Class action lawsuits like the ones BP is facing in the U.S. are a "business model" that serve only to benefit attorneys, the chief executive of BP told CNBC.
"The biggest beneficiaries that I can see broadly are plaintiffs' attorneys themselves, who are not just collecting fees on behalf of claims that have been submitted but also their own firms which are submitting large claims," Bob Dudley said on Tuesday.
His comments came on the day BP said its $20 billion oil spill compensation fund has almost run out, after provision for costs leaped by $1.4 billion in the second quarter.
The British oil company has just $300 million left in the fund, and the deadline to file an economic loss claim among
BP has said claims beyond what the fund can pay will be taken straight out of future profits. The company has also increased its overall provision for the Gulf of Mexico oil spill to $42.4 billion from $42.2 billion.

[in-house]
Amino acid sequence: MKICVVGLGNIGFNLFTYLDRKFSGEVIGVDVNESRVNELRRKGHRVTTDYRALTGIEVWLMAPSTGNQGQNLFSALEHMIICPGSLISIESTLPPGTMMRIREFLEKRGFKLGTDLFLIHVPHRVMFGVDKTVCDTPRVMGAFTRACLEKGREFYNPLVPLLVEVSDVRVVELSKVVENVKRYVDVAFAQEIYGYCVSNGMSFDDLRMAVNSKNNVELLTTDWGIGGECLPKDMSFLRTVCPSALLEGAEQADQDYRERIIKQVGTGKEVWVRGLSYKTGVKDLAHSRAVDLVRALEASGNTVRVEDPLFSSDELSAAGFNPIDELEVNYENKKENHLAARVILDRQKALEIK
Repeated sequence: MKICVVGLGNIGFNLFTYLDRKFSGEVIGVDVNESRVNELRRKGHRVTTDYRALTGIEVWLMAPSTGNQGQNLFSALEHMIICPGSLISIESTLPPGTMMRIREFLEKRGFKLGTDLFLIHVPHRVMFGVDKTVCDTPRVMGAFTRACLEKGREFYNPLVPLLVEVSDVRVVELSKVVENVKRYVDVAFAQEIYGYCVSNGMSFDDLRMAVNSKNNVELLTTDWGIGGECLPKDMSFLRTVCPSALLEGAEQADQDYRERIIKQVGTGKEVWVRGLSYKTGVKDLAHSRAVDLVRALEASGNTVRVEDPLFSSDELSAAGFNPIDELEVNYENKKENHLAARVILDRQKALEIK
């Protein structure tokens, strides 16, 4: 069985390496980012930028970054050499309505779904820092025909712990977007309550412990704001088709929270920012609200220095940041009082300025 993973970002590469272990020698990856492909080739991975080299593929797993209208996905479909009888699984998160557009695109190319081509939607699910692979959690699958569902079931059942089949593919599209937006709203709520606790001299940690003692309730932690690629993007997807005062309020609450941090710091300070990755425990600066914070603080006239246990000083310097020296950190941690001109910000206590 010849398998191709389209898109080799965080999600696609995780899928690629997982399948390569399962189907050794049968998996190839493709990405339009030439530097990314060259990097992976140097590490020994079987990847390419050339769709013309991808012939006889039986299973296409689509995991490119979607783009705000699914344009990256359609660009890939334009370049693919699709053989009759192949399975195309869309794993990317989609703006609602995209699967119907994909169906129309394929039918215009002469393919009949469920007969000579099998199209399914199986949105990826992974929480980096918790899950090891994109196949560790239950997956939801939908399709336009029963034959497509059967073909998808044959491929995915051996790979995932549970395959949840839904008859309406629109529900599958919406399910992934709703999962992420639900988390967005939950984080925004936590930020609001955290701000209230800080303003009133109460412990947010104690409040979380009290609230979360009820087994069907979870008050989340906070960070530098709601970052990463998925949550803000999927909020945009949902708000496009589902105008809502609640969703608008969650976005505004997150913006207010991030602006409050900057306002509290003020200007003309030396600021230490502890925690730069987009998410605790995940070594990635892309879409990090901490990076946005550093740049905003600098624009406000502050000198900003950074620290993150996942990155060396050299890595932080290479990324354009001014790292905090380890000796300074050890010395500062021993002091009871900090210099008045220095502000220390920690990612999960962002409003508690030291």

BP shares fell 4.5 percent in London on Tuesday morning, before recovering to close around 3.4 percent lower.
Dudley said BP had no problems with paying for "legitimate" claims but that
"This is not right, it's not good for American business... that's why we're vigorously protesting it. It happens all the time in the U.S. with this class action plaintiff system which is an industry and a business model."
The oil major is locked in a legal battle over compensation payouts with the administrator Patrick Juneau. It says Juneau is paying out "fictitious" claims due to a misinterpretation of the settlement.
BP also faces a resumption of its trial on civil charges in September.
Stripping out the one-time charges, the company reported second quarter profit from operations declined 24 percent from the year-ago period, missing expectations.
(Read more: US energy production growing by leaps and bounds: BP)
Adjusted net profit came in at $2.712 billion compared with expectations of $3.410 billion and $3.6 billion a year ago.
-- Reuters contributed to this report.
Follow us on Twitter: @CNBCWorld